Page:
How Landing on the Moon Made Air Travel Easier

There’s no doubt that the Apollo 11 Moon Landing was one of humanity’s greatest achievements. On July 20th, 1969, Neil Armstrong uttered the words that were broadcast across the globe as his feet stirred up dust on the surface of the moon for the very first time.

An astounding leap forward for humanity’s exploration into space, the Moon Landing also signalled a new era of advances into air travel within our atmosphere. Airport Metals explores how the successful space mission made flying around Earth a far easier feat than it had previously been.

Space travel used less power than a smartphone

Though the Moon Landing was an example of the most advanced science and technology at the time, in reality, the computers aboard Apollo 11 had less oomph than the smartphones produced today.

With more planes than ever taking to the skies, the demand for a better system of tracking and plotting flights is huge. That’s why NASA have teamed up with the Federal Aviation Administration in the US to research how they can use their combined technologies to direct flights better.

Planning flight paths through the stars and the clouds

Using the same navigational principles required to navigate crafts to the Moon is timing – a vital factor to helping launch more planes safely. Playing with thousands of variables, flight controllers must accurately estimate the positions of many different aircraft and to work with the uncertainty that all measurements contain – not unlike, and not necessarily harder, than navigating a ship through space.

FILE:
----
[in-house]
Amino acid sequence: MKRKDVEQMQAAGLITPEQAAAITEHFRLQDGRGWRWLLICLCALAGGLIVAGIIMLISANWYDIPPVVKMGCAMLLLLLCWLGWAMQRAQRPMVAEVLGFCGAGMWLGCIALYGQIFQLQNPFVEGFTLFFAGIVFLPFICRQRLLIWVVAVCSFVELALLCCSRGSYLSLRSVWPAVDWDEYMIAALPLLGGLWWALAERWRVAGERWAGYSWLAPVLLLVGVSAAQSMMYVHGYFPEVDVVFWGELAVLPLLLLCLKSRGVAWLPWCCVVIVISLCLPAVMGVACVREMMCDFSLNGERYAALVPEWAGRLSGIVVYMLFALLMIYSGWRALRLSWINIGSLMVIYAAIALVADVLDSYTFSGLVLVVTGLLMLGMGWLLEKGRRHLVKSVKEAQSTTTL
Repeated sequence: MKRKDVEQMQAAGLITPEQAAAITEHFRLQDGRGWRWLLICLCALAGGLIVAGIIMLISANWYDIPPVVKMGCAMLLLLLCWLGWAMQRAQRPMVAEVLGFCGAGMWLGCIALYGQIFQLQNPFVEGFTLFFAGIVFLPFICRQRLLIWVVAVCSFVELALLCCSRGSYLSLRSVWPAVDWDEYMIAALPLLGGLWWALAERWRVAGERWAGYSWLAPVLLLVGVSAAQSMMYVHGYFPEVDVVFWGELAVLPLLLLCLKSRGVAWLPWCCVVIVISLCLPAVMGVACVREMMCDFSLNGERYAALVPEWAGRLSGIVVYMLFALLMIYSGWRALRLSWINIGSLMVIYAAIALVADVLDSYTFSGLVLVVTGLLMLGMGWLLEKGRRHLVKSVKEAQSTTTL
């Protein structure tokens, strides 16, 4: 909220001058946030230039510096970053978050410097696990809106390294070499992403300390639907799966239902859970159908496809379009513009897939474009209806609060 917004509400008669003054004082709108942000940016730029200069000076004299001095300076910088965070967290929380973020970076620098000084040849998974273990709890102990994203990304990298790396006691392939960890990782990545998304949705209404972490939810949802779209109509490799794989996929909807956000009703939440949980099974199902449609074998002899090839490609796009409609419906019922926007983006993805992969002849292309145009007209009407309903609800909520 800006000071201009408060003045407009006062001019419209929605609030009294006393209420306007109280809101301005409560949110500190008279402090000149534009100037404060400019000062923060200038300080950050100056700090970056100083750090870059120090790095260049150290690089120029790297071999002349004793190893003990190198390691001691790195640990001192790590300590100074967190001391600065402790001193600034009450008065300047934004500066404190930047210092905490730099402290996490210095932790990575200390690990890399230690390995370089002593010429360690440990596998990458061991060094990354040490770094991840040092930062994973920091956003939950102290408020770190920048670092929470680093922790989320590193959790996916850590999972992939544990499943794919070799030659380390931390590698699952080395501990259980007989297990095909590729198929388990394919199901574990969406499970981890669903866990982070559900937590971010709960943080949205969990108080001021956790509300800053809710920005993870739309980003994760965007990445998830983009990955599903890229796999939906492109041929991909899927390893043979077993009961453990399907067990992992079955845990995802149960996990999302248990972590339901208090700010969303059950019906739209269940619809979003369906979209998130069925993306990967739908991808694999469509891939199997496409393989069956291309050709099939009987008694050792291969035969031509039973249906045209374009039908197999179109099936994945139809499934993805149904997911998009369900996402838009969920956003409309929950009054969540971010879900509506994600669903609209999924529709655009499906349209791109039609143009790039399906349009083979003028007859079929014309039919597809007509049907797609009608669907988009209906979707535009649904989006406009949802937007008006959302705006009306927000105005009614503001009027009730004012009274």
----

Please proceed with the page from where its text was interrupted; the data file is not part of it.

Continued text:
Using the same mathematic principles that helped get Apollo 11 to the Moon, air traffic controllers are now more able to easily plot the paths of the thousands of flights that are in the skies at any given time.

The link between air travel and space travel

When NASA was preparing its Apollo Program, it enlisted the help of aviation company, Boeing, to manage the engineering contractors who built the spacecrafts. To this date, Boeing is the prime contractor for the International Space Station.

Airport Metals is proud to have similar relationships with aviation companies throughout Australia and internationally, providing state-of-the-art materials to construct safe, advanced aircrafts – making sure thousands of passengers can soar as close to the stars as possible.

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